Perception is reality. The perception is that maybe it's not all that accurate or useful to think about business in terms of disruption. That represents a major paradigm shift from framing what is in terms of how it can be and will be disrupted.
This intellectual earthquake has been primarily generated by Jill Lepore's article (more like a type of Martin Luther manifesto nailed to the church door) in The New Yorker.
In it she refutes much of the thinking of disruption expert Clayton M. Christensen. He published the "The Innovator's Dilemma" in 1997. Here is a copy of Lipore's arguments.
Bluntly (and her style resonates), Lipore observes, "Ever since 'The Innovator's Dilemma,' everyone is either disrupting or being disrupted. There are disruption consultants, disruption conferences, and disruption seminars."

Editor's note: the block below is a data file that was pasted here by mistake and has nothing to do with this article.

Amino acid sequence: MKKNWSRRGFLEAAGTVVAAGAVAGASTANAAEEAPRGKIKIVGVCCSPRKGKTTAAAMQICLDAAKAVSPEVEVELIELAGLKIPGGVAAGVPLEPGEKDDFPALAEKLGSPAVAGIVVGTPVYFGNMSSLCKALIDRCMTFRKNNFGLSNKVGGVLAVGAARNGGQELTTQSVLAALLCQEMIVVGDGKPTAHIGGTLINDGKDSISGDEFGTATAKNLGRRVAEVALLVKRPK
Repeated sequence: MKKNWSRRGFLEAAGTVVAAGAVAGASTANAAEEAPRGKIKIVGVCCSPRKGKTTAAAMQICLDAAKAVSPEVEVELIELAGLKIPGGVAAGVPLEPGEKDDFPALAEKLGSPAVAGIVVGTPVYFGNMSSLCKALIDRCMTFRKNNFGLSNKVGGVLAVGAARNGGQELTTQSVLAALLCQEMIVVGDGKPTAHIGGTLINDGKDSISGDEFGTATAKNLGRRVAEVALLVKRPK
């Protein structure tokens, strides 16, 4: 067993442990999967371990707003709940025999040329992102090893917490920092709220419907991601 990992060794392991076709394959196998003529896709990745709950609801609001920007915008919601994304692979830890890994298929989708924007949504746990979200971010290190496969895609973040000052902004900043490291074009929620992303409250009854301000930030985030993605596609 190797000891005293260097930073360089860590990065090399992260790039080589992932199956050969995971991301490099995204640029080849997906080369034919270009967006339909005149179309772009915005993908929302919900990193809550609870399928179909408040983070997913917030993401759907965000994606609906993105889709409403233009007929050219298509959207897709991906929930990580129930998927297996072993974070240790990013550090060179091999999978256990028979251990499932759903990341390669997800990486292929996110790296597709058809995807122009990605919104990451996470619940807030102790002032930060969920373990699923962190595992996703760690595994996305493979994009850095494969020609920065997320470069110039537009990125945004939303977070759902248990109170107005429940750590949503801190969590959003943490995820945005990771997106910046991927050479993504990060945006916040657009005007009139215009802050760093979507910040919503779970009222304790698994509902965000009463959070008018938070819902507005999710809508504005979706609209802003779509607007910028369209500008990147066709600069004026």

Clearly, we ghostwriters as well as the front lines in public relations have the responsibility to alert our clients about the controversy surrounding the concept "disruption." For the time being, we might simply supply them with substitute concepts and language. All that could include:
- Creative Destruction (as Schumpeter hammered)
- Everything changes (as the Buddha noted in ancient times)
- Ongoing volatility
- Turbulence (as Peter Drucker flagged back in the rather staid 80s)
- Reset (once a fave term at GE)
- Nuke nostalgia (once a fave phrase at GE)
What will be fascinating to monitor is how the tech media such as Tech Crunch manage this buzzword crisis.